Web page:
Wednesday, April 28, 2010

Ancient-Future Worship

I started reading a book for MWS503 this week. It's called Ancient-Future Worship: Proclaiming and Enacting God's Narrative, and it's the last book Robert Webber wrote before he died in 2007. He even writes in the intro about the book being completed just weeks before his passing.

I wanted to post a quote that I feel has a lot of weight, before I forget it. There's so much to think about in the following paragraph. Feel free to comment, or not. I'm posting this in large part for myself. In keeping with the author's advice, I went to the conclusion of the book after finishing the introduction. In the conclusion I read this:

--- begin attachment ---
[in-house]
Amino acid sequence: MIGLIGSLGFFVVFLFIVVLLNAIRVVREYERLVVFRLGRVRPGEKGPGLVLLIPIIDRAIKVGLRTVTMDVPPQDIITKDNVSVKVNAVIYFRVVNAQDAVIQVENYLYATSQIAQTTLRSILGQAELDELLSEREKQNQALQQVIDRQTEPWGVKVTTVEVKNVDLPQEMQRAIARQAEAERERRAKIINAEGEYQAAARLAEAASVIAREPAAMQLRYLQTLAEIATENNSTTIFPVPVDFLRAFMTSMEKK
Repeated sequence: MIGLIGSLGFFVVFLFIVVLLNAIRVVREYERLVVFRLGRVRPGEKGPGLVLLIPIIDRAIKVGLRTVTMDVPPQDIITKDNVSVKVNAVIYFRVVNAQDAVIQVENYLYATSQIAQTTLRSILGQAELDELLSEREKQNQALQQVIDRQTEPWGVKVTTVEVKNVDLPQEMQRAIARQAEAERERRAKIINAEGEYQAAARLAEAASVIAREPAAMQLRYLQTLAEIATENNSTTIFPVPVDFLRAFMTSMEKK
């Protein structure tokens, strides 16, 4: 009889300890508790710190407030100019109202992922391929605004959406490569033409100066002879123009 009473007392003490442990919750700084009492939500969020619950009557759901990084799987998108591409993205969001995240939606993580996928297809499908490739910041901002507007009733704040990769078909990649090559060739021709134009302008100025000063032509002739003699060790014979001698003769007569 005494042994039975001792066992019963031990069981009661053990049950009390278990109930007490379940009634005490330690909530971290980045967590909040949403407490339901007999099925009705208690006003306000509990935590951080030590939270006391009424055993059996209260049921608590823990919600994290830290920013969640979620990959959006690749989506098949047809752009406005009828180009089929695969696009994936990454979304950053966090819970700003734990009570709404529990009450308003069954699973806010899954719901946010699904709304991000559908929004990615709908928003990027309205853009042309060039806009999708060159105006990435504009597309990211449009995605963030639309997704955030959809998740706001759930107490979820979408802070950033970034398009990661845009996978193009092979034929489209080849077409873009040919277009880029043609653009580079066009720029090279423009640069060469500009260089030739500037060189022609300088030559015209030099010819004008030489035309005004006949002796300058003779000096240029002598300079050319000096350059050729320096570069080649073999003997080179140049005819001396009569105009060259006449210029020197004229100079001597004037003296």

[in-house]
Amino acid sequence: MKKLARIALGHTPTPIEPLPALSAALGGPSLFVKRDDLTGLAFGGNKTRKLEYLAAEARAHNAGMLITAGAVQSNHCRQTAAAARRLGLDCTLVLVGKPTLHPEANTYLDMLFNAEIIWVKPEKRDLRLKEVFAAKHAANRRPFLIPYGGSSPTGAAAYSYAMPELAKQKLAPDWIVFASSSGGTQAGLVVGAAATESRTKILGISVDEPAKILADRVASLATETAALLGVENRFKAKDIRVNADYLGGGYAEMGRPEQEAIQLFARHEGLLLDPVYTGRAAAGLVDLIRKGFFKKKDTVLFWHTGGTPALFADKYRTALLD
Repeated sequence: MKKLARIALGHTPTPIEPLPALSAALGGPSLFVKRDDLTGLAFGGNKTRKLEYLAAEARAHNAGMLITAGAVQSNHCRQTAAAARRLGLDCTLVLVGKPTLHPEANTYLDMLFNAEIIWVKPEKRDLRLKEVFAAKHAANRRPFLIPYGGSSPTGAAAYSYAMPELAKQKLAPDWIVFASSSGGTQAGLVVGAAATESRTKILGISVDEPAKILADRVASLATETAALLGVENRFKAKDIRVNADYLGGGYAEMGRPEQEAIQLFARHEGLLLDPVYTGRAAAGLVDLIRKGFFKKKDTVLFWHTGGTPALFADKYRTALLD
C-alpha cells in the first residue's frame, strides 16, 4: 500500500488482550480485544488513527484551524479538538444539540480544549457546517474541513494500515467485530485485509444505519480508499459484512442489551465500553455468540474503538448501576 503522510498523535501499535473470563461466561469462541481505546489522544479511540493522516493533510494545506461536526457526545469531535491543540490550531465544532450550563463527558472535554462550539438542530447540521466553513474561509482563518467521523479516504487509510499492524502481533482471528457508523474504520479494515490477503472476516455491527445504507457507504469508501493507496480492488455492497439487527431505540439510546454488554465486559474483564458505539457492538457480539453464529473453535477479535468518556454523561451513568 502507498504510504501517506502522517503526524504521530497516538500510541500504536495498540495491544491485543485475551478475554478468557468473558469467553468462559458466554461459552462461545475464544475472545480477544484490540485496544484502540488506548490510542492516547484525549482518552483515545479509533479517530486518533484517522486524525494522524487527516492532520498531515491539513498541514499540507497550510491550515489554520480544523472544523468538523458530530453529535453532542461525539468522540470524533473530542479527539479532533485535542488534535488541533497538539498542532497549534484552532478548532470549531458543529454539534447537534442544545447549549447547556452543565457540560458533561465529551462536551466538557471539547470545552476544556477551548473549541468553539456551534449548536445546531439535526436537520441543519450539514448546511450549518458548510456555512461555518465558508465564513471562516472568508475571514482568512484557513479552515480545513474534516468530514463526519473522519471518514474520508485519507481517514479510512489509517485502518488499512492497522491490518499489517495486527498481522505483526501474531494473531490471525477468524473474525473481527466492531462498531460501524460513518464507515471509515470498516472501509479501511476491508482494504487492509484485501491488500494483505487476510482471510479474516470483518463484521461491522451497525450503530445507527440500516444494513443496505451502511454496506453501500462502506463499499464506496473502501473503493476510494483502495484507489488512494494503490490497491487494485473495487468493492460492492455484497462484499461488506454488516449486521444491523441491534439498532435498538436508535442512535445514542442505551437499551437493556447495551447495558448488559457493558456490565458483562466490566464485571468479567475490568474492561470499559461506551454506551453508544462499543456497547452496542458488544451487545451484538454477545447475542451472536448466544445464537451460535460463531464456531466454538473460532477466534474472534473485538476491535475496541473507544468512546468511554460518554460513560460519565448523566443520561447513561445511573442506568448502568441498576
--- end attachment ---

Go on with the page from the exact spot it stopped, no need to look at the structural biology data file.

"What stands at the very center of worship is Word and sacrament, through which God's vision for the world is proclaimed and enacted. What contextualizes this worship more than anything else is its music. Music is the vehicle that communicates worship in the language of the people. Music is also the vehicle of our personal response to the story of God's work in history. We also proclaim God's story in hymn and song, but nowhere in Scripture or in the history of the church have hymns and songs ever been held as a replacement for Word and Table. Word and Table remain the God-ordained way to remember God's saving deeds in history and anticipate his final triumph over death and all that is evil. So if you want to do ancient-future worship, learn God's story and do it in Word and Table and use hymns and songs for responses not only from the great treasury of the church through the centuries but also from music that is current."

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